In a discussion with one of my clients the other day, there was some confusion about some basic marketing principles. It seems those of in the field of business development often bandy about phrases as if everyone knows exactly what we are talking about. Just yesterday, I mentioned the “impact on SEO” and was startled when the question came back, “what is SEO?” So, I thought I would spend some time on the basics, in a short review fashion.
What Is a Market Segment? Okay, a market segment, just like that CT scan slice is a part of the whole. But the part has some similarities or shared features that allow it to be a part of the whole – a segment – that you can direct specific actions toward. And the particular segment is usually unique from other segments in the market.
What’s the Value of a Segment? Segmenting your market into more manageable groupings allows you to reach out to them in a fashion they are more likely to respond. By limiting who you are approaching and focusing on some core commonalities, you can get closer to satisfying your customers’ needs. You have tailored your approach to their specific concerns. You have zeroed in on the target and don’t have to speak in gross general terms: Do you need a urologist? vs. Are you getting up several times a time to urinate without much success?
Depending on the segment, it will respond to various channels differently. For example, one of your market segments might be female baby boomers. What might be the best way to reach them? You can try print ads in your local paper – somewhat expensive or, if you have been collecting emails for your existing patients, you might reach them via email marketing. If you segment is Gen Y females, you know they spend less time on email and respond more favorably to social media outlets so you might rely more on FaceBook or even text messaging. In either case, a market segment is measurable. You want to make sure you know the result of your action upon this segment so that you can correct or augment your approach.
How Do You Segment? Okay, so you understand that dividing your segment into common features will allow you to focus specifically. But how do you make the cut? Some traditional ways to segment a market include:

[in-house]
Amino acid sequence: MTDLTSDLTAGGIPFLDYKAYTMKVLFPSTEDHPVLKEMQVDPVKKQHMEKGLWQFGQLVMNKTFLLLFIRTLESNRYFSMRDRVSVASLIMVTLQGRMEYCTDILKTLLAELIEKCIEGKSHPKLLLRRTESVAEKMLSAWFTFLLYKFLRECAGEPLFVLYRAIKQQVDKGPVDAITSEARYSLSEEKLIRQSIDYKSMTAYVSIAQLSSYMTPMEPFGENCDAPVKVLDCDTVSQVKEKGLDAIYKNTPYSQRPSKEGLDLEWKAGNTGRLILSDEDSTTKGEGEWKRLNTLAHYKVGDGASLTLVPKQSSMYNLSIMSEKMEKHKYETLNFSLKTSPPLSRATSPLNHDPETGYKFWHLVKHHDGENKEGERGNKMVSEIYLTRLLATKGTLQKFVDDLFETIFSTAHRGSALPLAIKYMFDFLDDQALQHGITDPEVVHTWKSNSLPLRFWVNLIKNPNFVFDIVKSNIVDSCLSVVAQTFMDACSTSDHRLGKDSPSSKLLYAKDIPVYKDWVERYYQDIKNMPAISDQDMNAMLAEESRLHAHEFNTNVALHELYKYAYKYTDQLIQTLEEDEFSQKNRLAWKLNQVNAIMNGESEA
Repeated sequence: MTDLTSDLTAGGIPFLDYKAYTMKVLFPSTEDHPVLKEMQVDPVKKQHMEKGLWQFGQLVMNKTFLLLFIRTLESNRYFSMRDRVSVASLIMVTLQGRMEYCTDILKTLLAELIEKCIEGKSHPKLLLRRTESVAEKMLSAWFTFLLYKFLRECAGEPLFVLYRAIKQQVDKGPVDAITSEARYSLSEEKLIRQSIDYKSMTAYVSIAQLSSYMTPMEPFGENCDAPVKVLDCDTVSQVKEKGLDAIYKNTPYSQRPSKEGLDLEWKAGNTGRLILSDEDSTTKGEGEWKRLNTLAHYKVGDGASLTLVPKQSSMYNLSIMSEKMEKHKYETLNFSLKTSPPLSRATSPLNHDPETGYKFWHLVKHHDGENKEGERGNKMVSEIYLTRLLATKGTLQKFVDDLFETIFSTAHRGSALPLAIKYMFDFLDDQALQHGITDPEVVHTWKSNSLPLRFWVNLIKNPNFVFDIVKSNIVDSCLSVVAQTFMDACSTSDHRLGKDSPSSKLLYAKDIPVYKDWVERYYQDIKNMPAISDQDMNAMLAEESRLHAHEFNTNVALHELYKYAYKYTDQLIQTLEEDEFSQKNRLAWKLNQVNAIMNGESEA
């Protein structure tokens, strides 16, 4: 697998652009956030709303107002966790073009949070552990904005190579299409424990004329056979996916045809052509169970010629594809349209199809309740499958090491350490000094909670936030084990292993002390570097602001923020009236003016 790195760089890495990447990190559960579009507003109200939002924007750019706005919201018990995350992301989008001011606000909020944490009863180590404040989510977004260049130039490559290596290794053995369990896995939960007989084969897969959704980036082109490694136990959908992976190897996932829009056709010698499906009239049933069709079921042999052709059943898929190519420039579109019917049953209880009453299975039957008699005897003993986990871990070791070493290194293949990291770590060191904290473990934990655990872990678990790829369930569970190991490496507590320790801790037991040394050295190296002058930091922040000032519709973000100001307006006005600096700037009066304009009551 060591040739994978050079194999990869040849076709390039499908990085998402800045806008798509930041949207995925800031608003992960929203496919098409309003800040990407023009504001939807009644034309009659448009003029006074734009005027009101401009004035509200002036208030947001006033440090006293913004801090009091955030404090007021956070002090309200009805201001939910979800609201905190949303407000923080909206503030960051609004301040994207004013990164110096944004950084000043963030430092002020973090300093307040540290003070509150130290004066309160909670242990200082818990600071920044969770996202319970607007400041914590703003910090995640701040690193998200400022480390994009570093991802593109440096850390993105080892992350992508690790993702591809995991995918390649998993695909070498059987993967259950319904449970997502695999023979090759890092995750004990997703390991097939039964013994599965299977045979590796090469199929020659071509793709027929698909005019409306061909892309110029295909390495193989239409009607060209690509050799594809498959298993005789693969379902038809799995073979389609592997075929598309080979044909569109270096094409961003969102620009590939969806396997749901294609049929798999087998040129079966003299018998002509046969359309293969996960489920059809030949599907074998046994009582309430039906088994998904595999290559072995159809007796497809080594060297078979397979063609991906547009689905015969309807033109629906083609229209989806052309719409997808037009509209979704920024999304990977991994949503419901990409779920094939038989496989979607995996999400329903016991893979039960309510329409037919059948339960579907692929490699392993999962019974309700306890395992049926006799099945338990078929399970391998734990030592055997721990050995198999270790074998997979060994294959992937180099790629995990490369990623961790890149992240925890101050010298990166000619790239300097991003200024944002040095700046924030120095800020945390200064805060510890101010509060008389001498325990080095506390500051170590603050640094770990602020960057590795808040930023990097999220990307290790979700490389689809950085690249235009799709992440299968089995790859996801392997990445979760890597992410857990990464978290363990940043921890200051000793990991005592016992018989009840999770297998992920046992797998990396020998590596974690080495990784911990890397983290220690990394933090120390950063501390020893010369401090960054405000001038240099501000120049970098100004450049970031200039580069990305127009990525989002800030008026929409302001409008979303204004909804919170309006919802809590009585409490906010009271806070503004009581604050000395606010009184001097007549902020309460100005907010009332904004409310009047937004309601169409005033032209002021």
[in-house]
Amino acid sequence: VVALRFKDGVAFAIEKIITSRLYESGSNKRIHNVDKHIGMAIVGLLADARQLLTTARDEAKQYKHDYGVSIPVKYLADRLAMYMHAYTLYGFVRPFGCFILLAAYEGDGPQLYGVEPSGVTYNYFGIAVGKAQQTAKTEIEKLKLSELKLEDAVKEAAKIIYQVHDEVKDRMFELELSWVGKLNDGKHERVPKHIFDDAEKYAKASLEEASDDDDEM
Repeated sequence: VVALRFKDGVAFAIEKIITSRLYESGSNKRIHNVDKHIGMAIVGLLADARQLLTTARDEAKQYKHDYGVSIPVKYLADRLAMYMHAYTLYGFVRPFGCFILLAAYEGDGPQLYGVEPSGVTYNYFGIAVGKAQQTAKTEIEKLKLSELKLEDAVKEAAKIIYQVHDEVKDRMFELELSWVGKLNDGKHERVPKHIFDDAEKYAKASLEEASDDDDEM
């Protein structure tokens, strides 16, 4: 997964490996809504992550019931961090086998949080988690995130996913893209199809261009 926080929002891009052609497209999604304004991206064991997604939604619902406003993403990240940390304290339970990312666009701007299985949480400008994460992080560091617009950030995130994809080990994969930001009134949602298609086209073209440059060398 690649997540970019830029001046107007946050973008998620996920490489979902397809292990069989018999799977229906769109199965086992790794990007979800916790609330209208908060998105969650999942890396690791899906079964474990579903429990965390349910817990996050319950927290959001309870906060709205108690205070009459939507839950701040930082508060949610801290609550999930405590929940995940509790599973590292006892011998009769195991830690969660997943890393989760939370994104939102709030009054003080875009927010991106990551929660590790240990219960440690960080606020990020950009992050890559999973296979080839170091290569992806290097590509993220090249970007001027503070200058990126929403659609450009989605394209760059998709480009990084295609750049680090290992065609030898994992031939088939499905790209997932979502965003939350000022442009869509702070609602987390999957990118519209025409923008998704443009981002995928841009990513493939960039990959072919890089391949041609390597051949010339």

- Demographically (i.e. age, income, gender)
- Psycho-graphically (i.e. values, lifestyle)
- Or through behavior (i.e. utilization rates)
Remember that the value in segmenting your market means that you can tailor the message to have more success. This approach demands a greater awareness of service processes but also lends itself to providing insight into which segments are more successfully served based on your resources. Not only are you able to address the market segment more precisely but you will utilize your marketing dollar more wisely.
Basic questions to ask when determining a market segment include:
- Is this segment the right size? Large enough?
- Does this segment have an identifiable need?
- How viable is the segment? Will it grow? How might it change? Is it fixed? Who is already serving this segment and how does that impact my service?
- How difficult will this segment be to reach? Impact? Approach?
- Can my organization serve this segment well? Do we have the correct resources?
- By targeting this segment, is my organization remaining true to its mission? What is the best way to segment?
Taking the first step is often the hardest. You may be re-tooling your outreach or starting fresh. Either way the process is the same. Take your current patient base and think about them in aggregate. Then look for some trends or common features. Do you see some patients more often? Are there more profitable services that certain types of patients need? Or, if you are working with physicians, do you want to focus on primary care providers? You want to find the commonality that suits treating the segment as a group – that will help you direct outreach to them in a more precise fashion. Segmenting by specialty allows you to develop a strategy that is more targeted and meaningful to that physician. Or in the case with your patients, for example, if you are an OB-Gyn and want to grow your gynecology care, you might segment by age. Your outreach efforts will be more successful the more precisely you target your audience because you are creating messages that focus specifically on that targeted segment. If this process is new, you may want to start by just targeting one segment and seeing how it goes. And, like any outreach effort, make sure you track your results and tailor your efforts according to those results.
Okay, that’s it for healthcare marketing basics: segmentation. Next week we will look at your outreach budget. And by the way, in case you didn’t know, SEO means search engine optimization. 😉